A Path to Healing: Understanding the Role of Trauma in Addiction

A woman suffers from stress. Traumatic experience leads to personality disorder. Mental trauma in everyday life. Type of personality.

Unresolved trauma and addiction often go hand-in-hand. Trauma and it’s related mental health conditions can be a important contributing factor in setting an individual down the path of addiction.

According to Time magazine, many people currently fighting addiction have experienced trauma in the past. Likewise, many people with addictions are also suffering from PTSD.

To understand why trauma plays a role in addiction, it is helpful to understand what trauma is and its impact.

What is the Link Between Trauma and Addiction?

The Substance Abuse and Mental Health Services Administration (SAMHSA) describes trauma as stemming from event(s) or circumstances experienced by individuals that are not only physically and emotionally harmful but leave lasting effects on that person’s spiritual, mental, social and emotional well-being.

A traumatizing event can be a divorce, childhood sexual or physical abuse, bullying, or the death of a loved one.

Trauma does not discriminate based on age, race, socioeconomic status, or gender. What it does is create a significant change in a person, even extending into how the brain functions.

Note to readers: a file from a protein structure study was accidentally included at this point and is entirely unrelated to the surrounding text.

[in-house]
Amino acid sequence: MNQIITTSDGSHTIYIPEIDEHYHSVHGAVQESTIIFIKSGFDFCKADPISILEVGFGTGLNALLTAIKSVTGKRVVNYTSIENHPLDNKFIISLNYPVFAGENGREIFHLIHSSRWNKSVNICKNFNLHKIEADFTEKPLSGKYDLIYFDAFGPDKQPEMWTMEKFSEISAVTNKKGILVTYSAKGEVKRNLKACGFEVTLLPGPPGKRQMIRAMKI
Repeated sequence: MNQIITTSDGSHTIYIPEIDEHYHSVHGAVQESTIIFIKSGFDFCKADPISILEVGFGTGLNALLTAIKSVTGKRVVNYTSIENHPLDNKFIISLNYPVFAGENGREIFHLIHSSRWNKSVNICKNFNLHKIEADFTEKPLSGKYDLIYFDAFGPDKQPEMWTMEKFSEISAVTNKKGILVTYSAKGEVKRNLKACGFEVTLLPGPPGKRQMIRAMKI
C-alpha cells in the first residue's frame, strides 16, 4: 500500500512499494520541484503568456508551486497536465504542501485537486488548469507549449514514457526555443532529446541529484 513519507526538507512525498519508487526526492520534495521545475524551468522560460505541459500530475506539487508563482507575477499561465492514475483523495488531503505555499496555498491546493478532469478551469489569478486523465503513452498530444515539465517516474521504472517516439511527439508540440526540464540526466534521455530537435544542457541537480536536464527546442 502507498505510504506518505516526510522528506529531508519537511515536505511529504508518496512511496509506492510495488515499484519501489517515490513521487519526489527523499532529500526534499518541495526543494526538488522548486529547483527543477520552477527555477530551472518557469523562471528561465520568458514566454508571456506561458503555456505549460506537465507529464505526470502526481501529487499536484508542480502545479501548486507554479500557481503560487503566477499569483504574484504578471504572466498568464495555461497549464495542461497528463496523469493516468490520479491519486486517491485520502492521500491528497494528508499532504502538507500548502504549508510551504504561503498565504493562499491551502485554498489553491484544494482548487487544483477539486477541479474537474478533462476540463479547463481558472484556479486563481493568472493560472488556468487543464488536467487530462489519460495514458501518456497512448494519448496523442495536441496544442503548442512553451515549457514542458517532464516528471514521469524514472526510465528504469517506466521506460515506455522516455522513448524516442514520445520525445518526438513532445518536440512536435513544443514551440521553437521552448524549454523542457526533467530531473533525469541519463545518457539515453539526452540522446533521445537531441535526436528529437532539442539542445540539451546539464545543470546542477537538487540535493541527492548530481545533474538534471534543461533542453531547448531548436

The lasting impact of trauma can manifest as dangerous patterns that lead into repeated self-defeating behaviors.

There are many theories on why substance abuse and trauma are linked. A major theory is that people who’ve experienced trauma attempt to use alcohol and drugs to self-medicate and escape or dull the painful memories and symptoms (such as depression and anxiety) associated with PTSD.

This can also create a vicious cycle as substance abuse can set individuals up for future traumatic experiences.

Recovery Through Healing

To truly heal from addiction, you need to address the root causes of that addiction. When we can make those important connections between the traumatic events in our lives and addiction, it is then possible move on to individualized treatment as well as a plan for true recovery.

That can be achieved through therapy that specifically treats the aftereffects of trauma alongside addiction.

Instead of treating addiction as a separate entity (or trying to treat addiction through abstinence before dealing trauma), an integrated approach can help patients work through the various symptoms of PTSD and achieve a state of calm. Through this process, patients can begin retaking control.

With this approach, substance abuse becomes a symptom of past trauma and not the main problem.

By exploring past traumas, patients gain the help they need to tackle substance abuse head on, avoid relapsing and finally become sober.